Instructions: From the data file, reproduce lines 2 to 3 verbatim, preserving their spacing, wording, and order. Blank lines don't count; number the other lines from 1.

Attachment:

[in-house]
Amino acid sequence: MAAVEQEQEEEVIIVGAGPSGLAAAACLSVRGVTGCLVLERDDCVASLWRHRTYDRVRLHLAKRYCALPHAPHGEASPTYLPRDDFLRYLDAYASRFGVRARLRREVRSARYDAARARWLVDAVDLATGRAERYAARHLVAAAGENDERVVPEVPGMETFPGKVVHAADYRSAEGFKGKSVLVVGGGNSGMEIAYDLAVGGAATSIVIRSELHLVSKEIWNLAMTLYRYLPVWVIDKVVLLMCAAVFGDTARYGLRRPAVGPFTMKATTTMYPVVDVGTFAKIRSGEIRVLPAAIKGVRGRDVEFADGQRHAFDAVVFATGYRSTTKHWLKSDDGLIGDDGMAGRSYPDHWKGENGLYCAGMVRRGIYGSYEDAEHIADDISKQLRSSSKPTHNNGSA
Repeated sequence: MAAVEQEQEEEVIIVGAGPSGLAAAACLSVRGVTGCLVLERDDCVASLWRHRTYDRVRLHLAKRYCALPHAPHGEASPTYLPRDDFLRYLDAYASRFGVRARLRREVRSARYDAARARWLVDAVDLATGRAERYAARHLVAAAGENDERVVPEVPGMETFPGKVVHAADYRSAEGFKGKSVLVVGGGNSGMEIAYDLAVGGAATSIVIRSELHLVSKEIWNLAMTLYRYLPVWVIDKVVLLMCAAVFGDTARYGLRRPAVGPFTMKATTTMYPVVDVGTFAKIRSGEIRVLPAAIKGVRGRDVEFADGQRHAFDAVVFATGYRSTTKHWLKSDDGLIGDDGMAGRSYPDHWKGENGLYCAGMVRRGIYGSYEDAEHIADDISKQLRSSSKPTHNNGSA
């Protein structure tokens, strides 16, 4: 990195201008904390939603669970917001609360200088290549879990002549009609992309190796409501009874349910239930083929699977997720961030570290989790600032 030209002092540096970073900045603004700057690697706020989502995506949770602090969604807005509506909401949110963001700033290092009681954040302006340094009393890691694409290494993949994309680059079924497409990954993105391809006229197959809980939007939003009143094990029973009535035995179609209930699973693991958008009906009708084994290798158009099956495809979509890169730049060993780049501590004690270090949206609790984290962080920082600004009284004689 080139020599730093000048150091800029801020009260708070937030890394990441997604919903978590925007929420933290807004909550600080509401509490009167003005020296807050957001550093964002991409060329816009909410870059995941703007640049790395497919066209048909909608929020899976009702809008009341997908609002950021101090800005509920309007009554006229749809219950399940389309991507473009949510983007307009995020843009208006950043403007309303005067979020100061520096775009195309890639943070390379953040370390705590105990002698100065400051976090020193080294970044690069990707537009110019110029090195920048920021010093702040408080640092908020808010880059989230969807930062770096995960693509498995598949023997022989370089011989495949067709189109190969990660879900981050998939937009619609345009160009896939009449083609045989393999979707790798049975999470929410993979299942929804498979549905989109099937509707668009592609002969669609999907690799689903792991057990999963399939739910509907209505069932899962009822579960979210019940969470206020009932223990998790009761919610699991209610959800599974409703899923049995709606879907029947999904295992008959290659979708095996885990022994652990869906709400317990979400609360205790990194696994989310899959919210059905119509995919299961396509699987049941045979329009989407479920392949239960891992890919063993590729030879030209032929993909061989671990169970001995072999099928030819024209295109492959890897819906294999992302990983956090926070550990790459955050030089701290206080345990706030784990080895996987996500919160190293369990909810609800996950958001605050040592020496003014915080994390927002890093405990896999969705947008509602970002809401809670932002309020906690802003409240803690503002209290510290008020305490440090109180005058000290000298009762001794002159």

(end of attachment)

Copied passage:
Amino acid sequence: MAAVEQEQEEEVIIVGAGPSGLAAAACLSVRGVTGCLVLERDDCVASLWRHRTYDRVRLHLAKRYCALPHAPHGEASPTYLPRDDFLRYLDAYASRFGVRARLRREVRSARYDAARARWLVDAVDLATGRAERYAARHLVAAAGENDERVVPEVPGMETFPGKVVHAADYRSAEGFKGKSVLVVGGGNSGMEIAYDLAVGGAATSIVIRSELHLVSKEIWNLAMTLYRYLPVWVIDKVVLLMCAAVFGDTARYGLRRPAVGPFTMKATTTMYPVVDVGTFAKIRSGEIRVLPAAIKGVRGRDVEFADGQRHAFDAVVFATGYRSTTKHWLKSDDGLIGDDGMAGRSYPDHWKGENGLYCAGMVRRGIYGSYEDAEHIADDISKQLRSSSKPTHNNGSA
Repeated sequence: MAAVEQEQEEEVIIVGAGPSGLAAAACLSVRGVTGCLVLERDDCVASLWRHRTYDRVRLHLAKRYCALPHAPHGEASPTYLPRDDFLRYLDAYASRFGVRARLRREVRSARYDAARARWLVDAVDLATGRAERYAARHLVAAAGENDERVVPEVPGMETFPGKVVHAADYRSAEGFKGKSVLVVGGGNSGMEIAYDLAVGGAATSIVIRSELHLVSKEIWNLAMTLYRYLPVWVIDKVVLLMCAAVFGDTARYGLRRPAVGPFTMKATTTMYPVVDVGTFAKIRSGEIRVLPAAIKGVRGRDVEFADGQRHAFDAVVFATGYRSTTKHWLKSDDGLIGDDGMAGRSYPDHWKGENGLYCAGMVRRGIYGSYEDAEHIADDISKQLRSSSKPTHNNGSA